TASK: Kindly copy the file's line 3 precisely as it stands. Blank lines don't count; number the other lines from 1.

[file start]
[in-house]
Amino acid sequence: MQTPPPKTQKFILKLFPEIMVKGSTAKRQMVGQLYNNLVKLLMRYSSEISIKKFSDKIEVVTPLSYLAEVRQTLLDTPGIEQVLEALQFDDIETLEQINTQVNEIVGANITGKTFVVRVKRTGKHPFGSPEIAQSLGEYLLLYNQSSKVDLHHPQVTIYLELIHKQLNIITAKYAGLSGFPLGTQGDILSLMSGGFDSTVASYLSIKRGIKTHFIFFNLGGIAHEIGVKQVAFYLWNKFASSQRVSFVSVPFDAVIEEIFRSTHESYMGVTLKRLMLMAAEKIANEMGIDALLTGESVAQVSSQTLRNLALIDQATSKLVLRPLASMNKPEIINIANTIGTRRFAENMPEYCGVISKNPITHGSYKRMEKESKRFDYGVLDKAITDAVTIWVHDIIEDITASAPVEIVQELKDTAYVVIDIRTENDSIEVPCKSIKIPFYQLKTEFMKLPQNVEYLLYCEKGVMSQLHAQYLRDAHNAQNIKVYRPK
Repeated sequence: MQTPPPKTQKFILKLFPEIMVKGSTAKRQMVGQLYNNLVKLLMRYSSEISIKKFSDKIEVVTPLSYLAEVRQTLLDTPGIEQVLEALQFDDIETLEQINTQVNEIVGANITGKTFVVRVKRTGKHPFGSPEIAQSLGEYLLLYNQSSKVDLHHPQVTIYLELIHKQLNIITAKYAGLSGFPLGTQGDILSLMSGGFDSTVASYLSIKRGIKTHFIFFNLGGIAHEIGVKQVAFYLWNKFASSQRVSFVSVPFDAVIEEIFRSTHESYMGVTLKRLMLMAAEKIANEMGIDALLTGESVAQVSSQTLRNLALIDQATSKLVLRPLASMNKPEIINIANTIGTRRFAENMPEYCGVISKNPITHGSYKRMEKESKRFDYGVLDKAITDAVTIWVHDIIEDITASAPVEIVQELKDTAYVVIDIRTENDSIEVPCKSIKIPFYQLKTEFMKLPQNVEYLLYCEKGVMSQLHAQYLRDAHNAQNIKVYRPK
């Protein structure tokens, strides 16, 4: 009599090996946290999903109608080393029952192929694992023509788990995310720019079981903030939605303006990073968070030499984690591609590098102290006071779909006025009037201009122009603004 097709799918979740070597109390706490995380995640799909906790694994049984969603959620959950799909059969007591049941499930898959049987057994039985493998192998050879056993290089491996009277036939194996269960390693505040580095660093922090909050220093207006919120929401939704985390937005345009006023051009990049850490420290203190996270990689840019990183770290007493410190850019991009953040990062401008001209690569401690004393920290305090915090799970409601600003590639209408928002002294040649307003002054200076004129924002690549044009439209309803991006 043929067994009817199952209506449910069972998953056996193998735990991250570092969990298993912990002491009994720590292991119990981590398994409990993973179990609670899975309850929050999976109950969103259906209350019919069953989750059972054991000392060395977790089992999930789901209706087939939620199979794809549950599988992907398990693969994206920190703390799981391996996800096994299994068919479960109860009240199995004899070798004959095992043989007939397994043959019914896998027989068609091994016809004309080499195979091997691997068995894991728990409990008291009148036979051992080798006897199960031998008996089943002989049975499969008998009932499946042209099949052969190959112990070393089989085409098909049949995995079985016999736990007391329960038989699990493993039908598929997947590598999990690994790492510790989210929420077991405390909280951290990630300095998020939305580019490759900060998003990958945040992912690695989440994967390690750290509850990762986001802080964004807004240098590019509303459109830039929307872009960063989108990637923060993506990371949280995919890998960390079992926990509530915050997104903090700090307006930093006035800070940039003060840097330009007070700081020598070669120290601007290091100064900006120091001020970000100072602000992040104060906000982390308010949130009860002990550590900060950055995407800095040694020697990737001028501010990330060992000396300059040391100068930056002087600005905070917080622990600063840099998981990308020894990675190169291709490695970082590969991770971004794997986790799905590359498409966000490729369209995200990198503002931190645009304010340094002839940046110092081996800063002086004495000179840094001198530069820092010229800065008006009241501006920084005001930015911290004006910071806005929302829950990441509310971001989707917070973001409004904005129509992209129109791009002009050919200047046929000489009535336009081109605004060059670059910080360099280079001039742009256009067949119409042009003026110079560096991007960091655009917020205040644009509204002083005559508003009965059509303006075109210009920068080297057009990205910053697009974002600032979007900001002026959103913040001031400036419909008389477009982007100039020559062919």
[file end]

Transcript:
Repeated sequence: MQTPPPKTQKFILKLFPEIMVKGSTAKRQMVGQLYNNLVKLLMRYSSEISIKKFSDKIEVVTPLSYLAEVRQTLLDTPGIEQVLEALQFDDIETLEQINTQVNEIVGANITGKTFVVRVKRTGKHPFGSPEIAQSLGEYLLLYNQSSKVDLHHPQVTIYLELIHKQLNIITAKYAGLSGFPLGTQGDILSLMSGGFDSTVASYLSIKRGIKTHFIFFNLGGIAHEIGVKQVAFYLWNKFASSQRVSFVSVPFDAVIEEIFRSTHESYMGVTLKRLMLMAAEKIANEMGIDALLTGESVAQVSSQTLRNLALIDQATSKLVLRPLASMNKPEIINIANTIGTRRFAENMPEYCGVISKNPITHGSYKRMEKESKRFDYGVLDKAITDAVTIWVHDIIEDITASAPVEIVQELKDTAYVVIDIRTENDSIEVPCKSIKIPFYQLKTEFMKLPQNVEYLLYCEKGVMSQLHAQYLRDAHNAQNIKVYRPK